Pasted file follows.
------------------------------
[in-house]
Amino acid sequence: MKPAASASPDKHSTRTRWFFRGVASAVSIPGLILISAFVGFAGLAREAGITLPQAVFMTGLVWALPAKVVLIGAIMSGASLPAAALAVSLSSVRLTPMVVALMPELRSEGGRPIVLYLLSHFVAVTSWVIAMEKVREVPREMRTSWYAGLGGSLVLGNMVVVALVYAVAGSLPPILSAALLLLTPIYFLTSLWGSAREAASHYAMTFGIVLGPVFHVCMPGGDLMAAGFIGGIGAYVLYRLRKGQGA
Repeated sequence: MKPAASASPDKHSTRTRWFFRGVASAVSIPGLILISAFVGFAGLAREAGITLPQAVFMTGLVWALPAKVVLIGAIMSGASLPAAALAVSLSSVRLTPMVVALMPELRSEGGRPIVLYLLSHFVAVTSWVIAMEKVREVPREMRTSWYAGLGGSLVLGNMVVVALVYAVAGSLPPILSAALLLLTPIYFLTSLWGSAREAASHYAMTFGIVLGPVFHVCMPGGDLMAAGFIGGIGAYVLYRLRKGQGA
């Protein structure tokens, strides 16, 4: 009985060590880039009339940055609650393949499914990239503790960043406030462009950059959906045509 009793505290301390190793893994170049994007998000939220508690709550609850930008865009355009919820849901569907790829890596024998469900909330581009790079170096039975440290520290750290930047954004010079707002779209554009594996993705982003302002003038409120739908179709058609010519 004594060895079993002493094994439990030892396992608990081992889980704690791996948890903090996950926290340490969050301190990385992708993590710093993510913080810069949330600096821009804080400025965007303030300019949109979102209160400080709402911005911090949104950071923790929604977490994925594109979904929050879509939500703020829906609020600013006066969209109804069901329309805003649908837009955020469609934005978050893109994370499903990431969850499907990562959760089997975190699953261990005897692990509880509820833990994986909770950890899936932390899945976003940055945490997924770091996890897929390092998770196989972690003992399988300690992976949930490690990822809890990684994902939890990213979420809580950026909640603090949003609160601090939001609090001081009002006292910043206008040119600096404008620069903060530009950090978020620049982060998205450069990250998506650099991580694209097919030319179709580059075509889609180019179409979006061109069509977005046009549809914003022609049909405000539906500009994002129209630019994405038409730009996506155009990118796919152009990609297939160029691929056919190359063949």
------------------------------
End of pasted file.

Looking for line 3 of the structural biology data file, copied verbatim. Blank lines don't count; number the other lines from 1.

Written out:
Repeated sequence: MKPAASASPDKHSTRTRWFFRGVASAVSIPGLILISAFVGFAGLAREAGITLPQAVFMTGLVWALPAKVVLIGAIMSGASLPAAALAVSLSSVRLTPMVVALMPELRSEGGRPIVLYLLSHFVAVTSWVIAMEKVREVPREMRTSWYAGLGGSLVLGNMVVVALVYAVAGSLPPILSAALLLLTPIYFLTSLWGSAREAASHYAMTFGIVLGPVFHVCMPGGDLMAAGFIGGIGAYVLYRLRKGQGA